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Could shooting off his mouth be shooting himself in the foot?

US President Trump needs allies in the Middle East in fight against ISIS but his strident tone on Iran does himself no favours

Throughout his presidential campaign, Mr Donald Trump criticised the Obama administration for being "too soft" on Iran and for allowing it to gain strength in the Middle East.

Mr Trump promised to "rip up" the July 2015 agreement that Iran had signed with the US and five other world powers to limit Teheran's nuclear programme in exchange for lifting international sanctions.

In his first weeks in office, Mr Trump is eager to show he will take a more confrontational approach with Iran, which he called "the No. 1 terrorist state" in an interview.

Teheran provided an opening on Jan 29, when it tested a medium-range ballistic missile.

Iranian officials claimed the launch did not violate a United Nations Security Council resolution that prohibits Iran from testing weapons systems which can carry nuclear warheads.

Iran, which has a history of pushing boundaries with the US, timed its latest missile test to gauge how the new administration would respond.

The administration imposed sanctions on 25 people and entities involved in developing Iran's missile programme or helping the Islamic Revolutionary Guard Corps in supporting groups Washington has designated as terrorist organisations.

Recently, Mr Trump's National Security Adviser Michael Flynn declared: "The Trump administration will no longer tolerate Iran's provocations that threaten our interests."

Hours before, Mr Trump fired off a series of tweets, including one that warned: "Iran is playing with fire - they don't appreciate how 'kind' president Obama was to them. Not me!"

These comments set the framework for a new policy towards Iran. If he is not careful, Mr Trump may risk boxing the US into a position where it has to respond forcefully to any future Iranian missile tests or meddling in the region.

Beyond that danger, the new administration needs Iran in its fight against the Islamic State in Iraq and Syria (ISIS), in both Syria and Iraq, a battle Mr Trump has identified as his highest foreign policy priority.

On Jan 28, he signed an executive order giving the Pentagon and national security officials 30 days to submit a plan for "defeating" ISIS.

But by picking a fight with Iran, Mr Trump could be shooting himself in the foot before he even starts his own battle against ISIS.

Iran's supreme leader, Ayatollah Ali Khamenei, fired back at Mr Trump on Feb 7, declaring sarcastically in a speech: "We actually thank this new President! We thank him, because he made it easier for us to reveal the real face of the United States."

BENEFICIARY

Of all the regional players, Iran gained the most from America's invasion of Iraq in 2003. Washington ousted Teheran's sworn enemy, Saddam Hussein, from power and helped install a Shi'ite government for the first time in Iraq's modern history.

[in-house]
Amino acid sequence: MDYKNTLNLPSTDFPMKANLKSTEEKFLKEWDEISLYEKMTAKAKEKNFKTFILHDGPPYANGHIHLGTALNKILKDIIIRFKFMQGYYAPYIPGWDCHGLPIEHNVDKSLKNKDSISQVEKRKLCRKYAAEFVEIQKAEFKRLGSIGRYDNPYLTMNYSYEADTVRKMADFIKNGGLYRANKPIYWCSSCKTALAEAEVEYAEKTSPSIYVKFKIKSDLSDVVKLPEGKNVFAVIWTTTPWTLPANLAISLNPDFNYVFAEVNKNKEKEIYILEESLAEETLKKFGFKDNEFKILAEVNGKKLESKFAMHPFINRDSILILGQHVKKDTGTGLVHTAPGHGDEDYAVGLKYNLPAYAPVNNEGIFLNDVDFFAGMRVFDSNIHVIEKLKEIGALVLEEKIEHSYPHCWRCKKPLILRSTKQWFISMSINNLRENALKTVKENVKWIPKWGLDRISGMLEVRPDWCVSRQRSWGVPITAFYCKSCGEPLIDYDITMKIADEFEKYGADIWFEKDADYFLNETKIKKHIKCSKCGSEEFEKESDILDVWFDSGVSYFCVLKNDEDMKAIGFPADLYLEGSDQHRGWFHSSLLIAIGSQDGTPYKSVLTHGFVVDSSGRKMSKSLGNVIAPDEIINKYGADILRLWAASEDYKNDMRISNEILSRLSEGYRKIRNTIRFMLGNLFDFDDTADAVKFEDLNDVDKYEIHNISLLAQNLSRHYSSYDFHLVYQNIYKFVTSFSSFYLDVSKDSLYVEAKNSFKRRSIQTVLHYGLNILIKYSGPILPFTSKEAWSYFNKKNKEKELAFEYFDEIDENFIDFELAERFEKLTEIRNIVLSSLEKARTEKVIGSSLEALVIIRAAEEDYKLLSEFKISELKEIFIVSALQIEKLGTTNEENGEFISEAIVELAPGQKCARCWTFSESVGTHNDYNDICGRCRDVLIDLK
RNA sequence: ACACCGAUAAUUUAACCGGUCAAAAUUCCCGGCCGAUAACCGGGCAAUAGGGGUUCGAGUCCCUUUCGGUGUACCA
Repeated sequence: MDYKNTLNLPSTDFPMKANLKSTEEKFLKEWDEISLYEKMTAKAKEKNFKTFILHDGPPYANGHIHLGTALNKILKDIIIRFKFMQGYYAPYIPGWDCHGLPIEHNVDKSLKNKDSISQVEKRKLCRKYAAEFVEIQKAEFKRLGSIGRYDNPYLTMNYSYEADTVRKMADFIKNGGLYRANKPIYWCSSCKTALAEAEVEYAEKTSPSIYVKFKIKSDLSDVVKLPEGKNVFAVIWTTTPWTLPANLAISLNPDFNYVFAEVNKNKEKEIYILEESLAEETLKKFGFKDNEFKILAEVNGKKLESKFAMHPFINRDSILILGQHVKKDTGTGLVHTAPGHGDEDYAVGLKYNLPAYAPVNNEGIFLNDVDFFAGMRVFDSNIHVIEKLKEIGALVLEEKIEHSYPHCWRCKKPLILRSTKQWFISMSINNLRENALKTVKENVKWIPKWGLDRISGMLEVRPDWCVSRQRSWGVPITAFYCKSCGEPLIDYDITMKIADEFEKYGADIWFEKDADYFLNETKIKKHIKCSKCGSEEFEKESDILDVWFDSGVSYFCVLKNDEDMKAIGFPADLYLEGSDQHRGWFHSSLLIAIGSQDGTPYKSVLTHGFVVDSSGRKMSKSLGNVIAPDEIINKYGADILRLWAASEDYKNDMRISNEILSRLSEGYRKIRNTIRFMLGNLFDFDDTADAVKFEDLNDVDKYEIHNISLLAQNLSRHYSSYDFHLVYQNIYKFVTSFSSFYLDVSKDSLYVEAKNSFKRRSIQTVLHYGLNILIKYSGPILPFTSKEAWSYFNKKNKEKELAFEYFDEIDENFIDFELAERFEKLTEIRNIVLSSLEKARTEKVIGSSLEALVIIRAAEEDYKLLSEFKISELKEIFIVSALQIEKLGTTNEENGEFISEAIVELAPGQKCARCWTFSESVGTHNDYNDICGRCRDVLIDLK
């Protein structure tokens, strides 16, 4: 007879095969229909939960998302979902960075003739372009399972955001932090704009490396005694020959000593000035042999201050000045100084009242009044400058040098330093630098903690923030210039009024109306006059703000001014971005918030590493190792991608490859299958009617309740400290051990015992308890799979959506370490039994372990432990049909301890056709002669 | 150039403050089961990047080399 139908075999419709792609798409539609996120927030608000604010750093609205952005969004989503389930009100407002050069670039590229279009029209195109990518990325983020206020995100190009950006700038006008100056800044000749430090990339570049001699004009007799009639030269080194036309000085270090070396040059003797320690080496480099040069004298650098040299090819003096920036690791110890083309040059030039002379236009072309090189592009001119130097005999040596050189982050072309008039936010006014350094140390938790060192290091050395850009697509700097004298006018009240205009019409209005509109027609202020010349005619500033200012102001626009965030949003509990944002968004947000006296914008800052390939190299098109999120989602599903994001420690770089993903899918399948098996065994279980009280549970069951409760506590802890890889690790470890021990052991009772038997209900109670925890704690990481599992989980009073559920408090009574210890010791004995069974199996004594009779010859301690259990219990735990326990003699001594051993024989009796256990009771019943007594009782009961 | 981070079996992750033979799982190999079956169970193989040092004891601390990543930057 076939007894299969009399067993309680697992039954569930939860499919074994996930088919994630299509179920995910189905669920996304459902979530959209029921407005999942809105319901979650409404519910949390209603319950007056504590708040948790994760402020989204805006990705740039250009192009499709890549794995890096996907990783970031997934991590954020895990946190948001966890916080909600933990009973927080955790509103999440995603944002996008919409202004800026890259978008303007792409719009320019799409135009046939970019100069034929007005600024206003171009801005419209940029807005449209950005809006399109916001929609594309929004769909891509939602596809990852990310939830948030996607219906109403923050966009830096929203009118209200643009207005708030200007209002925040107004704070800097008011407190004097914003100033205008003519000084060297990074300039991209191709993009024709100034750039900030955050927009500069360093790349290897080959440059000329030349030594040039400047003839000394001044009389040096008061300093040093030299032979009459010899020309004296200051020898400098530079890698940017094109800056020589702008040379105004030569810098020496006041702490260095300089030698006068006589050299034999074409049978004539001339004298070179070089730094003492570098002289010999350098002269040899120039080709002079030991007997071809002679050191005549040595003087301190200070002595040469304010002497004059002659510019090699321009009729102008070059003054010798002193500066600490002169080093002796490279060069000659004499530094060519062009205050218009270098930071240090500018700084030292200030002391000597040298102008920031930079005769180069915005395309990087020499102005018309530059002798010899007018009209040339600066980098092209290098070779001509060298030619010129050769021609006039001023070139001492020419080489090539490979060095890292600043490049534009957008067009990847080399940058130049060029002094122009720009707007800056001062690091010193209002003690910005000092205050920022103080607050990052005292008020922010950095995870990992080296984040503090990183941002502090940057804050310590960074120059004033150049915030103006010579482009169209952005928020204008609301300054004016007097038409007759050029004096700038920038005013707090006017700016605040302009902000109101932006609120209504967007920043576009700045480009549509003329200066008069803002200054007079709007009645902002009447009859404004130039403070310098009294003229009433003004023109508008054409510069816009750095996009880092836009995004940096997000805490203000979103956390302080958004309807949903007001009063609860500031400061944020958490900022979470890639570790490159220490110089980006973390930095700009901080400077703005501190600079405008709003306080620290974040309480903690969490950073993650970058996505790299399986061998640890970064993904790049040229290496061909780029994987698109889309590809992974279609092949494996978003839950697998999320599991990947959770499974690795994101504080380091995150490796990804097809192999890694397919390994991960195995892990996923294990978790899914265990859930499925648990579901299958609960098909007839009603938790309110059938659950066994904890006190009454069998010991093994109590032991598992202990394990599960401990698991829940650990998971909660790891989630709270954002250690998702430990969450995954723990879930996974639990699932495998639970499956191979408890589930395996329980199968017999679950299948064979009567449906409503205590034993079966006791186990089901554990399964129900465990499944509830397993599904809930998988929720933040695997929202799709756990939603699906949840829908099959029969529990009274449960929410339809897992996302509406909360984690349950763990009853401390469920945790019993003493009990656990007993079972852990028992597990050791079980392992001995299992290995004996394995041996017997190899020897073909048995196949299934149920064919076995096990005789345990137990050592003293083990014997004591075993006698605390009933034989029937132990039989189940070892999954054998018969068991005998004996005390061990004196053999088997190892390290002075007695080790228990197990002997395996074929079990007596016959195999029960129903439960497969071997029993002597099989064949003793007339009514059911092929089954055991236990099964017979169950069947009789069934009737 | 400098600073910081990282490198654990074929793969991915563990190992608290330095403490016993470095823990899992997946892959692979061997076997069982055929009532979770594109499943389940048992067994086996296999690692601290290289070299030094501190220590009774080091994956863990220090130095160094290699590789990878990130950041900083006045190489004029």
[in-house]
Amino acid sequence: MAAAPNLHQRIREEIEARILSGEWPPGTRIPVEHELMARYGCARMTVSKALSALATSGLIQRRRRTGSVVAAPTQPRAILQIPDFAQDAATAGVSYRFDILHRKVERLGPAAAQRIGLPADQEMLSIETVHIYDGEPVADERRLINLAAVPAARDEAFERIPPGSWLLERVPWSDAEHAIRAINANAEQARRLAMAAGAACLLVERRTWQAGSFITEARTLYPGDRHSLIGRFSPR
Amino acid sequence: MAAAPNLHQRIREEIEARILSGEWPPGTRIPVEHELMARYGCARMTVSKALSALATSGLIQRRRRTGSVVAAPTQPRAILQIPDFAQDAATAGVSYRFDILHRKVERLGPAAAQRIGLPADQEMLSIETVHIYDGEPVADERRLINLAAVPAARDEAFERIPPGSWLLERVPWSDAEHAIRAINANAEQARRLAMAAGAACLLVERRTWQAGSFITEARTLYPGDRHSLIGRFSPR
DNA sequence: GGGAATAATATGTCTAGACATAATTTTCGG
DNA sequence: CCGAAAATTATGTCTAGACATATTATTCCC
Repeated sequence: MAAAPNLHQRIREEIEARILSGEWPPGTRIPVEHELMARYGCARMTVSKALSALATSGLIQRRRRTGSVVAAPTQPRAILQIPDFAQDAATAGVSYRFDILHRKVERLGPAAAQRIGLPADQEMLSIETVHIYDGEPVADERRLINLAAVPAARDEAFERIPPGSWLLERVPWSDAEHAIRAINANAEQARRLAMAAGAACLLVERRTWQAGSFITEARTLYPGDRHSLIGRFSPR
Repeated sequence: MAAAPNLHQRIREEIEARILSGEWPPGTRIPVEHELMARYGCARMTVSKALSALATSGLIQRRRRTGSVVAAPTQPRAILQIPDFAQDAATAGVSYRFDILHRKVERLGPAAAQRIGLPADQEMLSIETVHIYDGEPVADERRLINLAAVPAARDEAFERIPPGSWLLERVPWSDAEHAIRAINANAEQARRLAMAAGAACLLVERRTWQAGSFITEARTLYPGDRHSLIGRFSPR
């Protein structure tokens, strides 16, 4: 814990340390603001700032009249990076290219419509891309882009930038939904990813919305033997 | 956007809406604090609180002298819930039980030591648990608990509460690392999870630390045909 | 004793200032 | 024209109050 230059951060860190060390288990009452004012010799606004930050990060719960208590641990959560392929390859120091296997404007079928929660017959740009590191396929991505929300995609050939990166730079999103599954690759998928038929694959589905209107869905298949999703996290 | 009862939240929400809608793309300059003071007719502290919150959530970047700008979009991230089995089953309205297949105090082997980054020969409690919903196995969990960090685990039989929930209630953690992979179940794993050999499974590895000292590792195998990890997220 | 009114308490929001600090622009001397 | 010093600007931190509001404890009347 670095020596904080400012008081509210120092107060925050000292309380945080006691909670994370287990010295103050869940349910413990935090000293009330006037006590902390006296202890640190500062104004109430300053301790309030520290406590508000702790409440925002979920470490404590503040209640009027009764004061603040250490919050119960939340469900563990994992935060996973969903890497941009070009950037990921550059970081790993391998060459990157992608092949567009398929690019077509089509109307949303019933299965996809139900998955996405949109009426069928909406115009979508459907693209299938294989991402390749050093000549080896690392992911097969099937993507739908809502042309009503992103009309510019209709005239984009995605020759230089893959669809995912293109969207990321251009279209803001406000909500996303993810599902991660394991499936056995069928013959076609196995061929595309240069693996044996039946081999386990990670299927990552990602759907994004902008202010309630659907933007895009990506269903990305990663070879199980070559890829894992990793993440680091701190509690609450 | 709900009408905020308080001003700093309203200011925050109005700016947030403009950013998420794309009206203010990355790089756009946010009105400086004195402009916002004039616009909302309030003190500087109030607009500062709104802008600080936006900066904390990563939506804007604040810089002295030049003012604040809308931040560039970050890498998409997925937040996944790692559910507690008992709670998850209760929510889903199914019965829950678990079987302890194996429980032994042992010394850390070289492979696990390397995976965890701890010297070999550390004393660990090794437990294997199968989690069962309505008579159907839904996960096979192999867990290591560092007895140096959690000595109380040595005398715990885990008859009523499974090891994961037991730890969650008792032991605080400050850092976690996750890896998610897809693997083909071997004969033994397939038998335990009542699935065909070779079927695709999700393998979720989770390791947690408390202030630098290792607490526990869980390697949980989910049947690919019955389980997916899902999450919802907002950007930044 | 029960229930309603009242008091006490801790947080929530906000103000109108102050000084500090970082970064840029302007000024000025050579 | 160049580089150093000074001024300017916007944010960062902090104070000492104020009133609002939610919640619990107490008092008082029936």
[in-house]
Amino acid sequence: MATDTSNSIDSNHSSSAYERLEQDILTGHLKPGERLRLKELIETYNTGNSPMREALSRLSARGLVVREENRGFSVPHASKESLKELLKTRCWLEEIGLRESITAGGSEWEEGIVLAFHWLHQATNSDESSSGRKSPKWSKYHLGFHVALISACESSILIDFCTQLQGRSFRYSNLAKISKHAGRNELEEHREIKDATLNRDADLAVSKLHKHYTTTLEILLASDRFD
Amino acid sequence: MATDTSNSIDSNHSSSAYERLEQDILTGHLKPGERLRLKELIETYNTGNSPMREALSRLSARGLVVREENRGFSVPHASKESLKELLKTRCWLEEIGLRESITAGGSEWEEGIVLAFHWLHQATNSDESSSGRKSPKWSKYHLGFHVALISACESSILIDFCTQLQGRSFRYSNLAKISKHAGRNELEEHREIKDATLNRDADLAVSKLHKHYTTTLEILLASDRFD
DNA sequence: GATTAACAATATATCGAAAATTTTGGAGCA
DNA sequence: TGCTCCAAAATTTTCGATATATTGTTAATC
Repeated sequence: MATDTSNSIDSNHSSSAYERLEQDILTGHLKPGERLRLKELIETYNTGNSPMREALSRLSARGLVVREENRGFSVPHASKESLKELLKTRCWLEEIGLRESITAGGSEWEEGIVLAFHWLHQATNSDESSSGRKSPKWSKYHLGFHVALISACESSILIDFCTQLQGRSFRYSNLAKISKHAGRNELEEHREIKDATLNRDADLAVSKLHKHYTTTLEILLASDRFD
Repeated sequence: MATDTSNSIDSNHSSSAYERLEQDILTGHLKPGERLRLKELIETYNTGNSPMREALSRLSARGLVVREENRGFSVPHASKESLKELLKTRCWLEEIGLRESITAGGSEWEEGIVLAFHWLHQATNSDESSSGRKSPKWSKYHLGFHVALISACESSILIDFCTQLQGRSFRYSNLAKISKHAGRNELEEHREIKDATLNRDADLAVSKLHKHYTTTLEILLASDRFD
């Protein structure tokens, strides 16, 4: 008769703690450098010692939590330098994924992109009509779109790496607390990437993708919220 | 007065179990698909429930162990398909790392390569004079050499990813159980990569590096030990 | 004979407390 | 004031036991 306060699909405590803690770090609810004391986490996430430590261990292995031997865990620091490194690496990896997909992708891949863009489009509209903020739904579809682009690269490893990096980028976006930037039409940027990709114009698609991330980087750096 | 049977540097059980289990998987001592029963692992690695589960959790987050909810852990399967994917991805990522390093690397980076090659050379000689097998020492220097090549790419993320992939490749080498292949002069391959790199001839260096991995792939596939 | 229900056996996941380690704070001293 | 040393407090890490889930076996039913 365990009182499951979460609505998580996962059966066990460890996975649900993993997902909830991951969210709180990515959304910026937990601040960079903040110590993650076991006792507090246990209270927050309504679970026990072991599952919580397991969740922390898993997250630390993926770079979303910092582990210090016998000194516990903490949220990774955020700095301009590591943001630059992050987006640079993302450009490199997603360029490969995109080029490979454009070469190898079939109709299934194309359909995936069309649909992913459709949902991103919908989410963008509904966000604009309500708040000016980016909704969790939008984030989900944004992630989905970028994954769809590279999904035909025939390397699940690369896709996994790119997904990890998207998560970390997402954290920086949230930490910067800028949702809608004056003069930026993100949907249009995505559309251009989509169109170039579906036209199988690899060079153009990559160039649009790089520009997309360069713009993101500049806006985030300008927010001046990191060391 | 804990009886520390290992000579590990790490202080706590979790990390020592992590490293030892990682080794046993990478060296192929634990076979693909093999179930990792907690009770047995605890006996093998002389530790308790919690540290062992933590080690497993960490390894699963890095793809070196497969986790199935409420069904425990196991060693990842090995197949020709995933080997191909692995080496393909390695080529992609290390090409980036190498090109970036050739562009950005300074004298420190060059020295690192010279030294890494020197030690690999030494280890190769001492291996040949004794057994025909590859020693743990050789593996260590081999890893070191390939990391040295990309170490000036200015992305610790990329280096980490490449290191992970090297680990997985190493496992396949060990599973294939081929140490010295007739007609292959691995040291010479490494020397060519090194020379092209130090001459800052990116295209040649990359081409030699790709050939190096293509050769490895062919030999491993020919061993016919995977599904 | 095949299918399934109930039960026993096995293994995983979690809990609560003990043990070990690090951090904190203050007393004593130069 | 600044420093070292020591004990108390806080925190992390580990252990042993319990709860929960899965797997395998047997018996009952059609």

As US troops got bogged down in fighting an insurgency and containing a civil war, Iran extended its influence over all of Iraq's major Shi'ite factions.

Iran fuelled the Iraqi civil war by arming and training Shi'ite militias targeting American troops and Iraqi Sunnis.

The Iranian regime has several interests in its neighbour: Iraq provides a buffer against Saudi Arabia and other Sunni Arab states that compete with Iran for dominance over the Persian Gulf.

The Trump administration has been signalling that it would side against Iran in Teheran's rivalry with Sunni Arab states, especially Saudi Arabia.

After the 2015 nuclear deal, Saudi leaders were worried Iran would gain the upper hand. Under the deal, Iran re-entered the global financial system, increased its oil exports and accessed billions in frozen assets.

Iran and Saudi Arabia back competing factions in Iraq, Syria, Yemen, Lebanon and Bahrain - and the proxy battles have shaped the Middle East since the American invasion of Iraq.

The Trump administration seems to be wading into this larger competition through Yemen, where Saudi Arabia launched a war in 2015 against Houthi rebels and their allies.

The Houthis, who belong to a sect of Shi'ite Islam called Zaydis, are allies of Iran.

The Saudis have been quick to label the Houthis as Iranian proxies, but it is unclear what support they received from Teheran before the Saudi-led war.

Under Mr Obama, the Pentagon has given billions of dollars in smart bombs and spare parts - as well as intelligence assistance - to help the Saudi air force continue bombing Yemen.

The Trump administration has adopted Saudi Arabia's labelling of the Houthis as Iranian proxies. Ironically, the Yemen conflict is creating more extremism by allowing militants affiliated with ISIS and Al-Qaeda in the Arabian Peninsula to establish new safe havens.

The war in Yemen will not end without some accommodation between Saudi Arabia and Iran. But the Trump administration's rhetoric and adopting of Saudi positions risks inflaming the conflict.

Mr Trump's tough talk against Iran will ultimately hamper his ability to confront ISIS and other jihadists - his No. 1 enemy. - REUTERS

Mohamad Bazzi is a journalism professor at New York University and former Middle East bureau chief at Newsday. He is writing a book on the proxy wars between Saudi Arabia and Iran.

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